1. Fear Is The Mind Killer: Everybody can write. Not everybody can write eloquently. Not everybody can make a cogent argument and resolve it in their post. But most people can basically write and if you make it a point to write every day, you will get better at it. But it requires commitment and reading the blogs you like with an eye to how they are structured. Soon you will start to figure it out. It’s not rocket science, but the key to it is in between your ears…if you believe you can get better at writing blogs, you will.
2. Write About What You Know: I know a good deal about the sports I like, the TV series I like (I’ve abandoned movies), my family, my friends, and my business, which is communications. And I have written about all of that.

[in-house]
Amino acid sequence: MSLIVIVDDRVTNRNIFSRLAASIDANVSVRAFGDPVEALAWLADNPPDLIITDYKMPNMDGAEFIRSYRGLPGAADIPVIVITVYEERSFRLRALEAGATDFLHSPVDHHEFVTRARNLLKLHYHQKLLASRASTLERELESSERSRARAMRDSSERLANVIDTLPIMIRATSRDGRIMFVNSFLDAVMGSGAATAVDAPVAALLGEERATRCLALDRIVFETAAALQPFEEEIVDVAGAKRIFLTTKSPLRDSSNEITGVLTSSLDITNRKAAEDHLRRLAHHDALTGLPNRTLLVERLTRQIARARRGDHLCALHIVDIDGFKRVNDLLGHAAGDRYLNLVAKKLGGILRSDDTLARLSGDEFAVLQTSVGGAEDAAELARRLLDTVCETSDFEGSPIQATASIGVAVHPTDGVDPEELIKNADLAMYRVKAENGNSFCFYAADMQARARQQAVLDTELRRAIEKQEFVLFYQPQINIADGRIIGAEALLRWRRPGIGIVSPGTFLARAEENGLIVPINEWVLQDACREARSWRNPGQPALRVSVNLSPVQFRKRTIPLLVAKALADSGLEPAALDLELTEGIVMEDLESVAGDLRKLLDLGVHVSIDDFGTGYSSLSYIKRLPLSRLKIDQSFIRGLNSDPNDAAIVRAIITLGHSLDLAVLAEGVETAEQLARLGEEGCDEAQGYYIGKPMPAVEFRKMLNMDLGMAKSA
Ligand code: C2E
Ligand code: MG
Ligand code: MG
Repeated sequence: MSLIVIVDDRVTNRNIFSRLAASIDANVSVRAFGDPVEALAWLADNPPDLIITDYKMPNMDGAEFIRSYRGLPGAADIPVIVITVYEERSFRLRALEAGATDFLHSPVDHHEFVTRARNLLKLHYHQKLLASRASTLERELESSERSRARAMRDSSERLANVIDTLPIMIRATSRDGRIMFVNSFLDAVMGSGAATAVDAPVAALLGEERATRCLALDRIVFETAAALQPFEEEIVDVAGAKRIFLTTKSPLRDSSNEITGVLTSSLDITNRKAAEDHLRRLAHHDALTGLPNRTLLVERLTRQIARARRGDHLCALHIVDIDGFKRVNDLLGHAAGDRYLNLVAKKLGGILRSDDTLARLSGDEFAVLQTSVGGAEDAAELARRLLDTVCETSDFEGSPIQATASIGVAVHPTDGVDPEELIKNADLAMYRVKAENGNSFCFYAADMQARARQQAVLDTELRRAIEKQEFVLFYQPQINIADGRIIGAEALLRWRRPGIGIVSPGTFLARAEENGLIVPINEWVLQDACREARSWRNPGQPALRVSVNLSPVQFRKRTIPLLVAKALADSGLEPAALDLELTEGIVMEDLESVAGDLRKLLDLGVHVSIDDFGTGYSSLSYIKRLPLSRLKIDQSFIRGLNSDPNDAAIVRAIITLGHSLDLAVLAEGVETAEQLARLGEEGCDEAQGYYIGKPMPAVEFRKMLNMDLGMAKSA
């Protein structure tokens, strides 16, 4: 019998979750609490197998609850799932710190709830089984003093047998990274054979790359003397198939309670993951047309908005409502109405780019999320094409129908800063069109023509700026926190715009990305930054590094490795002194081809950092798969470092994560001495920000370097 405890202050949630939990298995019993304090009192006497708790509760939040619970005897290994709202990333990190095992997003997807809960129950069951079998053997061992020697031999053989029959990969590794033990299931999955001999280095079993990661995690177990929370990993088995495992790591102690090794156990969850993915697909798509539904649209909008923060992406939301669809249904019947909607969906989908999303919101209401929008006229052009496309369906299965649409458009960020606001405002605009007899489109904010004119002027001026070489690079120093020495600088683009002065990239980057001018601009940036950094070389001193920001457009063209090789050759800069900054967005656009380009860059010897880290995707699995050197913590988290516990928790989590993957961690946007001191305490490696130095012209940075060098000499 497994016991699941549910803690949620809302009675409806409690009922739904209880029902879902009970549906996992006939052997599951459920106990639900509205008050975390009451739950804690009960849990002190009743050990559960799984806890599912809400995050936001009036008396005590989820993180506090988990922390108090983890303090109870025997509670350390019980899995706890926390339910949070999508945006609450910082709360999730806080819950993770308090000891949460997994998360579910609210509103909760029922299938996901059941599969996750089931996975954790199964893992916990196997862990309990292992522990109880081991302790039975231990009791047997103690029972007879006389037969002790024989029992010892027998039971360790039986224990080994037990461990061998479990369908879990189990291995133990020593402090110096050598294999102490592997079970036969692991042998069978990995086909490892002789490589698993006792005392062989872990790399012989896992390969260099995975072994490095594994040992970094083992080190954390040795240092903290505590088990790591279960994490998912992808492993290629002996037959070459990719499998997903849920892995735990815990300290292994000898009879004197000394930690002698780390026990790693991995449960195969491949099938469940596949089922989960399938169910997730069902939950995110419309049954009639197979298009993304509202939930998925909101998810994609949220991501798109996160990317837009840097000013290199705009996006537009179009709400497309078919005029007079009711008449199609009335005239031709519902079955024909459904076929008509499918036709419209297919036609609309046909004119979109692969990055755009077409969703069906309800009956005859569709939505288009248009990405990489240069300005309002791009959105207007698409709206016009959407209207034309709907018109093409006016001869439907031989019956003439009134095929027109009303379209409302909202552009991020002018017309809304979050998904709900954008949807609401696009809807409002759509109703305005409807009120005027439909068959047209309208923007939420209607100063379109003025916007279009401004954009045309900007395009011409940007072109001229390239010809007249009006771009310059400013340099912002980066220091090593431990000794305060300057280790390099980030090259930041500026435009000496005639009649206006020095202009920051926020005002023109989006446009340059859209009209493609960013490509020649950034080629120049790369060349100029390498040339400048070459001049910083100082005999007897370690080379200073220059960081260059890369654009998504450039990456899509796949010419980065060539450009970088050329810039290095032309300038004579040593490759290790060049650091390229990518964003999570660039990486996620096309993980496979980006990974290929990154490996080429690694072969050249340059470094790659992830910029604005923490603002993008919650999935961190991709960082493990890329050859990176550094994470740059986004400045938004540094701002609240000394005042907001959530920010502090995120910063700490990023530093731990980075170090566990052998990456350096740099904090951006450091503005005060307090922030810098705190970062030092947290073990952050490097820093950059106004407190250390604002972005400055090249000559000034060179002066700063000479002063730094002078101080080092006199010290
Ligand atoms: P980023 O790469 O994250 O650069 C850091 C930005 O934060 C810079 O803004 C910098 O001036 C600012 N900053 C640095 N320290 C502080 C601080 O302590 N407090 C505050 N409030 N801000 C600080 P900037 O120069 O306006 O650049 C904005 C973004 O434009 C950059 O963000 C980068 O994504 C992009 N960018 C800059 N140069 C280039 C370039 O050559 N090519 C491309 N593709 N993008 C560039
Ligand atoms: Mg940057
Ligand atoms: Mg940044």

Now I mainly write about communications. I don’t do a lot of research, because people who know me have told me that reading my writing is like listening to me talk. So I just talk about the things I know and the things I believe. This is a healthy way to approach blogging. And it’s both fun to write and relatively easy for people to absorb.
The idea is to build yourself into an expert on whatever it is you do. I’m building my expertise in communications, which is basically combination of the creative and the strategic, and that’s the underlying reason why I write these blogs. The surface reason is to share the insights I have learned from years of doing communications on a high level.
3. Every Good Post Starts With An Idea: I have a list in the notepad of my computer that just contains ideas for posts. I write them down whenever they strike me. And this year, I have built up quite a formidable inventory.